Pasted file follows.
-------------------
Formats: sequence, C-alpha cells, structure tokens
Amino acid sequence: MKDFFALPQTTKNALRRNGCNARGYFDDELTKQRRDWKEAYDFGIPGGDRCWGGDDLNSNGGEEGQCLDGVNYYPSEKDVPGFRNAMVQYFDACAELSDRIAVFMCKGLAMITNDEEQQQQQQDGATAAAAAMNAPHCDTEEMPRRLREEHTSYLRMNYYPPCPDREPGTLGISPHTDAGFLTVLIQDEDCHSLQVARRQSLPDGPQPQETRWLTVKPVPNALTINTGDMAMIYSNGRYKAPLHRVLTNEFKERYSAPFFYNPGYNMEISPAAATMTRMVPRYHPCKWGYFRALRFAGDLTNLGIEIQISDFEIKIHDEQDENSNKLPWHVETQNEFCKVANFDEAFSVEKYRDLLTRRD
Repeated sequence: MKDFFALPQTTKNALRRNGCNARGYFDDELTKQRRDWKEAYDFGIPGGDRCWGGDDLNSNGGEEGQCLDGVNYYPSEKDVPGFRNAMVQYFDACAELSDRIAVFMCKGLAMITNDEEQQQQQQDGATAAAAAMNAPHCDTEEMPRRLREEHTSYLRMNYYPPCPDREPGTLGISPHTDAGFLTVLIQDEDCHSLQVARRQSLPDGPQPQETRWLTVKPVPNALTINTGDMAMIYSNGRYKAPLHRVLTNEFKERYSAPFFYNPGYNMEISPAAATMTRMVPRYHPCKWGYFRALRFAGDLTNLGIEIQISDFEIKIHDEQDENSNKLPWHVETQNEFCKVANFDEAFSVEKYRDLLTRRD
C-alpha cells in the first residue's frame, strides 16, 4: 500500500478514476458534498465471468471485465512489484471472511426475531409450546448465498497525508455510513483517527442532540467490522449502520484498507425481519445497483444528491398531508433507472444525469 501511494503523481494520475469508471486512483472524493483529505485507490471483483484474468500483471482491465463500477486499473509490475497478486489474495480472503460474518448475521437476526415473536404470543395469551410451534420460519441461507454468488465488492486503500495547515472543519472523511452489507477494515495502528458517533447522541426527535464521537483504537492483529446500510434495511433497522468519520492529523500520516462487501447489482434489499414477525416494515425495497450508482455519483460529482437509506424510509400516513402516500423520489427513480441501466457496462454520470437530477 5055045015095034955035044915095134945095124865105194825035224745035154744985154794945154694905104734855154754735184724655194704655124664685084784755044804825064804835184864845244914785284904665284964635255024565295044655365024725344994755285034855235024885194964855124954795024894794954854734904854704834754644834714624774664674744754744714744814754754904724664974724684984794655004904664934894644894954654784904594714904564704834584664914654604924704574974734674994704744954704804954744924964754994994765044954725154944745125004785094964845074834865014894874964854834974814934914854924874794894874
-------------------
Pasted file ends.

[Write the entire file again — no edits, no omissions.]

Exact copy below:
Formats: sequence, C-alpha cells, structure tokens
Amino acid sequence: MKDFFALPQTTKNALRRNGCNARGYFDDELTKQRRDWKEAYDFGIPGGDRCWGGDDLNSNGGEEGQCLDGVNYYPSEKDVPGFRNAMVQYFDACAELSDRIAVFMCKGLAMITNDEEQQQQQQDGATAAAAAMNAPHCDTEEMPRRLREEHTSYLRMNYYPPCPDREPGTLGISPHTDAGFLTVLIQDEDCHSLQVARRQSLPDGPQPQETRWLTVKPVPNALTINTGDMAMIYSNGRYKAPLHRVLTNEFKERYSAPFFYNPGYNMEISPAAATMTRMVPRYHPCKWGYFRALRFAGDLTNLGIEIQISDFEIKIHDEQDENSNKLPWHVETQNEFCKVANFDEAFSVEKYRDLLTRRD
Repeated sequence: MKDFFALPQTTKNALRRNGCNARGYFDDELTKQRRDWKEAYDFGIPGGDRCWGGDDLNSNGGEEGQCLDGVNYYPSEKDVPGFRNAMVQYFDACAELSDRIAVFMCKGLAMITNDEEQQQQQQDGATAAAAAMNAPHCDTEEMPRRLREEHTSYLRMNYYPPCPDREPGTLGISPHTDAGFLTVLIQDEDCHSLQVARRQSLPDGPQPQETRWLTVKPVPNALTINTGDMAMIYSNGRYKAPLHRVLTNEFKERYSAPFFYNPGYNMEISPAAATMTRMVPRYHPCKWGYFRALRFAGDLTNLGIEIQISDFEIKIHDEQDENSNKLPWHVETQNEFCKVANFDEAFSVEKYRDLLTRRD
C-alpha cells in the first residue's frame, strides 16, 4: 500500500478514476458534498465471468471485465512489484471472511426475531409450546448465498497525508455510513483517527442532540467490522449502520484498507425481519445497483444528491398531508433507472444525469 501511494503523481494520475469508471486512483472524493483529505485507490471483483484474468500483471482491465463500477486499473509490475497478486489474495480472503460474518448475521437476526415473536404470543395469551410451534420460519441461507454468488465488492486503500495547515472543519472523511452489507477494515495502528458517533447522541426527535464521537483504537492483529446500510434495511433497522468519520492529523500520516462487501447489482434489499414477525416494515425495497450508482455519483460529482437509506424510509400516513402516500423520489427513480441501466457496462454520470437530477 5055045015095034955035044915095134945095124865105194825035224745035154744985154794945154694905104734855154754735184724655194704655124664685084784755044804825064804835184864845244914785284904665284964635255024565295044655365024725344994755285034855235024885194964855124954795024894794954854734904854704834754644834714624774664674744754744714744814754754904724664974724684984794655004904664934894644894954654784904594714904564704834584664914654604924704574974734674994704744954704804954744924964754994994765044954725154944745125004785094964845074834865014894874964854834974814934914854924874794894874